Exciting news from our friends east of Lake Washington came out last week! The City of Bellevue is developing a plan to launch a website that will take advantage of Washington’s new crowdfunding bill. The City’s goal is to provide local companies a new way to raise money from smaller, local investors.

What is crowdfunding?

As we’ve discussed in previous posts, equity crowdfunding allows companies to advertise to and raise investment from the “crowd,” i.e. the general public. This is significant because traditionally companies could only access capital from “accredited investors” (or high net-worth individuals) due to the SEC restrictions and compliance costs associated with raising funds from non-accredited investors.

With crowdfunding, non-accredited and accredited investors alike can invest in companies they believe…

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As of earlier this month, you can officially use crowdfunding to raise money in Washington for your small business. This new way of raising money allows you to publicly advertise to all investors that you are selling stock in your company. Traditional securities offerings restrict advertising and limit offerings to those investors who satisfy the income and net worth standards to qualify as an “accredited investor.” This new opportunity is different from platforms like Kickstarter because with Kickstarter campaigns you cannot offer stock in exchange for the donations. Instead, you give individuals “swag” (e.g. promotional merchandise) in exchange for their donations.

Crowdfunding is not yet available nationwide despite a section in the JOBS Act directing the SEC to enact crowdfunding rules…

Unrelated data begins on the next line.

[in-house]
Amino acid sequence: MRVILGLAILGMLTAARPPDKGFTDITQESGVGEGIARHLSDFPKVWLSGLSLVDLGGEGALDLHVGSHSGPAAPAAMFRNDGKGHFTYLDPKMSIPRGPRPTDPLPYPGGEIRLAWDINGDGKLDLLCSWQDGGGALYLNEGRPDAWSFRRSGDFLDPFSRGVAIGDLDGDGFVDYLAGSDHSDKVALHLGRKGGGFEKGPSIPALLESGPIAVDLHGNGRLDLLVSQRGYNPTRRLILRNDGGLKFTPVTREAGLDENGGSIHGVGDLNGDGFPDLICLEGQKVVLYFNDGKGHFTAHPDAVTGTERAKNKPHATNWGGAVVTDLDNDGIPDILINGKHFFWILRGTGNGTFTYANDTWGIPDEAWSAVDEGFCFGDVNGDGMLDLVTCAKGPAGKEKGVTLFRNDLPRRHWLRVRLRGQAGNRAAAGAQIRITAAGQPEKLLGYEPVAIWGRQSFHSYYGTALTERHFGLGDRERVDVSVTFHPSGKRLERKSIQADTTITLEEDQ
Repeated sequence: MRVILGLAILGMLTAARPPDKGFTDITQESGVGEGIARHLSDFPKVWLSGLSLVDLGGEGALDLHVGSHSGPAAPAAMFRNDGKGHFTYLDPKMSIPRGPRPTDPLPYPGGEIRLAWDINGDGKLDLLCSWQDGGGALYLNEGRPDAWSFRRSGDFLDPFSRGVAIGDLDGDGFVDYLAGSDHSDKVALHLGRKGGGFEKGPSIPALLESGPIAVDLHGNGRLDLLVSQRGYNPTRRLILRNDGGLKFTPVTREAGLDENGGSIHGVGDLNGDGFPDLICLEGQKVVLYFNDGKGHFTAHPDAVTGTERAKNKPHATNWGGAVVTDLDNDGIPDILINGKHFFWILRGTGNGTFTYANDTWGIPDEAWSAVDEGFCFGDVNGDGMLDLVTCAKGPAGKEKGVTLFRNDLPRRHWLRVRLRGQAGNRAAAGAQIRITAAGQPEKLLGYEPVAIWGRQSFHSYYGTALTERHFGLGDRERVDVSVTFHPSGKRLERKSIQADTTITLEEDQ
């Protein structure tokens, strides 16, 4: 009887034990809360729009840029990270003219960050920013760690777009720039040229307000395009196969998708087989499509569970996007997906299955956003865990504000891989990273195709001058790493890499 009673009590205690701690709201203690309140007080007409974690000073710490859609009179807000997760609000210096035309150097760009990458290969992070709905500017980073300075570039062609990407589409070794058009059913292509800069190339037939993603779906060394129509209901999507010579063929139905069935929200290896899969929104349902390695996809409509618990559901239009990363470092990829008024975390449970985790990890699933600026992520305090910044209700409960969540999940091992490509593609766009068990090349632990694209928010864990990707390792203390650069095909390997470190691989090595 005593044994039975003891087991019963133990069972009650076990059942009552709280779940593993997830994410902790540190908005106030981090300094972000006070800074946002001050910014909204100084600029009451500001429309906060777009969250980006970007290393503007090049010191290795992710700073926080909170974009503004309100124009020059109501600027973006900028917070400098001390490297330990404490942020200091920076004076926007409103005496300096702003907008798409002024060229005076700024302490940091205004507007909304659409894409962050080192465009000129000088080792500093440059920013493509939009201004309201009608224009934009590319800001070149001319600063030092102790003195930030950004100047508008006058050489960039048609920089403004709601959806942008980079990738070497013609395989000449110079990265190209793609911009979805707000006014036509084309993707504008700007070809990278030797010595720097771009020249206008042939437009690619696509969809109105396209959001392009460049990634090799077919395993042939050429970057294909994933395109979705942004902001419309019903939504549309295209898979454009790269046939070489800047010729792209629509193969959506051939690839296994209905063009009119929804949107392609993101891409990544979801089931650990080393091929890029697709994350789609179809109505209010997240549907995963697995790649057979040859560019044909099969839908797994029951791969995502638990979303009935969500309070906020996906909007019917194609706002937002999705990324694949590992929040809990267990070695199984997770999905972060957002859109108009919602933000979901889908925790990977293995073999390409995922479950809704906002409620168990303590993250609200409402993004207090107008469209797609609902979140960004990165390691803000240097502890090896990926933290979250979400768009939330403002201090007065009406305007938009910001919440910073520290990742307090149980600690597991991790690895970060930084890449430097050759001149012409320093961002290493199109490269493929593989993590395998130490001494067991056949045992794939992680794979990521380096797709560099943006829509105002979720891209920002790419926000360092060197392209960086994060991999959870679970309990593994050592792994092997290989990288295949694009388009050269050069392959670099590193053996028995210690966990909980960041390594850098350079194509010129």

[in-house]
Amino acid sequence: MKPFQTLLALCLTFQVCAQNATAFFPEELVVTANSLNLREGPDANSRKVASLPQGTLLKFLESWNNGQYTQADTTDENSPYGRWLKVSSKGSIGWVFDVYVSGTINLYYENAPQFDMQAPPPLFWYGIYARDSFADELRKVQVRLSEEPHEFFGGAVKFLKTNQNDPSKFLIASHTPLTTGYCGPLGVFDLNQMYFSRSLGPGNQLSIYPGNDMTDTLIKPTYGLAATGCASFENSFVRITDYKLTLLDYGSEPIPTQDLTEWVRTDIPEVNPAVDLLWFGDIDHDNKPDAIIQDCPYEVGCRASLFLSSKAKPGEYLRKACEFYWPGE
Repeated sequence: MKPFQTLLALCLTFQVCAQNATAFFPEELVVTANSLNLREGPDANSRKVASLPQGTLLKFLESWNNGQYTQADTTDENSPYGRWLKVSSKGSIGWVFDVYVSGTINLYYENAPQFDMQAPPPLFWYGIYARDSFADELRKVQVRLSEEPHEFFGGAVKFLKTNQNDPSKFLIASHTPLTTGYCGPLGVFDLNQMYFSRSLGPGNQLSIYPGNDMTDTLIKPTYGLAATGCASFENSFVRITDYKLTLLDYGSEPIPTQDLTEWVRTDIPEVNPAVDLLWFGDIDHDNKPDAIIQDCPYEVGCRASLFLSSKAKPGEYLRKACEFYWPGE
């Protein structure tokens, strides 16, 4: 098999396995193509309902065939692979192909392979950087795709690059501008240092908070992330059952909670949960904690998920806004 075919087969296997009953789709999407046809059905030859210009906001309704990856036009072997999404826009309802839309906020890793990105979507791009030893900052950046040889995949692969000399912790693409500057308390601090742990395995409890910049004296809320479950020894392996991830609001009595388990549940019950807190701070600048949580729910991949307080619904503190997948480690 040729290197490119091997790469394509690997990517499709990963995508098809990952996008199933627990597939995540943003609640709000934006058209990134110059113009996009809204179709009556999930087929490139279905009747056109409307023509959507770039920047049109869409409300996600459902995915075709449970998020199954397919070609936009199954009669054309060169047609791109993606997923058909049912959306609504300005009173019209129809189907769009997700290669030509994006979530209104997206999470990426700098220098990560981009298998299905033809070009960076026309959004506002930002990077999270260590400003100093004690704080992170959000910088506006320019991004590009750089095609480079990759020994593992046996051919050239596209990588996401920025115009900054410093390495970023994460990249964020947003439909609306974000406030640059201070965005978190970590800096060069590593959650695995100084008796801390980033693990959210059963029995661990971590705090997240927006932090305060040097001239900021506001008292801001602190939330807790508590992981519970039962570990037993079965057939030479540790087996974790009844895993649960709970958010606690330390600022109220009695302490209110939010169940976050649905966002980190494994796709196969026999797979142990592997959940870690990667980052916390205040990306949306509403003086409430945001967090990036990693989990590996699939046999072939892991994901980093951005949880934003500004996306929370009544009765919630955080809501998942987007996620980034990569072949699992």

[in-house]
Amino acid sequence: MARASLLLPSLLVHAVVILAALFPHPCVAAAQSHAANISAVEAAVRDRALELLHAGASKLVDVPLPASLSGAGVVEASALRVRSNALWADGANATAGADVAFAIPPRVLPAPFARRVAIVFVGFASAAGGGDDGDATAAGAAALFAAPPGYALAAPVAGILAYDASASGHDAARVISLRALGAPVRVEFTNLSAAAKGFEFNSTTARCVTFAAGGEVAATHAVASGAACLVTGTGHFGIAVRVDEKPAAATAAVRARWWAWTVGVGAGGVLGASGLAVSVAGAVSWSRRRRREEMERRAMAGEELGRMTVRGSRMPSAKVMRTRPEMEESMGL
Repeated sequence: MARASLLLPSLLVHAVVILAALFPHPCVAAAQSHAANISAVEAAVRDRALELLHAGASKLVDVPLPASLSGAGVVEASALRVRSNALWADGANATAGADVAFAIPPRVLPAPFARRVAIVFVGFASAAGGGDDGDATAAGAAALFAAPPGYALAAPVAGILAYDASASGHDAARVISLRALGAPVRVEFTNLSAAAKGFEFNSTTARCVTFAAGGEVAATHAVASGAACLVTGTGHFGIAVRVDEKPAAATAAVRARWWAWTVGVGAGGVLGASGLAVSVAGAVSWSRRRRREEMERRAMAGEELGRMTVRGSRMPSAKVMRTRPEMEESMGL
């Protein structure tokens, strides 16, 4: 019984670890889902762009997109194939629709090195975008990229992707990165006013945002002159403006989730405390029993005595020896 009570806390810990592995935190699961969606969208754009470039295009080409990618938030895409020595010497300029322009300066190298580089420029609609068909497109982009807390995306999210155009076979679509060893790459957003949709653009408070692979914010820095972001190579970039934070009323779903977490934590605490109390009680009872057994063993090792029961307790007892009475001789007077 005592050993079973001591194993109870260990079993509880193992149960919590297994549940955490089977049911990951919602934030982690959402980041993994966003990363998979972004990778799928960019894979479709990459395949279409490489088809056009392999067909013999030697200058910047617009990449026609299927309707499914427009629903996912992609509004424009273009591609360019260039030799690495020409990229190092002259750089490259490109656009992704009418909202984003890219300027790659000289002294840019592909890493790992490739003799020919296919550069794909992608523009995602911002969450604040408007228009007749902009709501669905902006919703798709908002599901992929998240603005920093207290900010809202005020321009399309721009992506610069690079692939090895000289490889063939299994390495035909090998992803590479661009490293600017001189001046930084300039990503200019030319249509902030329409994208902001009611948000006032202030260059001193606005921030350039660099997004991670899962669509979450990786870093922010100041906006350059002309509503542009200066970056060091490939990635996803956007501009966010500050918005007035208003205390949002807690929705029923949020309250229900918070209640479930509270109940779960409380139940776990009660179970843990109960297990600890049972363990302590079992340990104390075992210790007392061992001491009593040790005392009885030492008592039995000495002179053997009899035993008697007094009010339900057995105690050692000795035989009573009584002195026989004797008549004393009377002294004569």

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I hear clients often discuss raising money from friends and family to finance their business. There is a common misunderstanding that you can take on investment from friends and family without having to comply with securities laws. This type of misunderstanding regarding securities laws can lead to serious consequences for the owners of the business. And I wanted to set the record straight so you can avoid unnecessary liabilities when raising money for your business.

What is a security?

To begin, it is important to understand what a security is to understand why this all matters at all. There’s a lengthy definition for what a security is, and boiled down to its essence a security is any contract, transaction or scheme…

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Kyle Hulten wrote recently on the iVLG blog about new developments to the JOBS Act. For those of you not familiar with the JOBS Act, here’s a summary of Title II (equity crowdfunding) and Title III (crowdfunding) of the act. In a nutshell, the Jumpstart Our Business Startups Act was passed to provide businesses easier access to a wider pool (the public, or “crowd”) of investors. As part of the JOBS Act, the SEC lifted the 80+ year old ban on general solicitation (i.e. public advertising) of securities offerings–private companies had not been able to advertise that they were seeking to raise capital from investors.

It has been a long road since the act was signed by President Obama in April…

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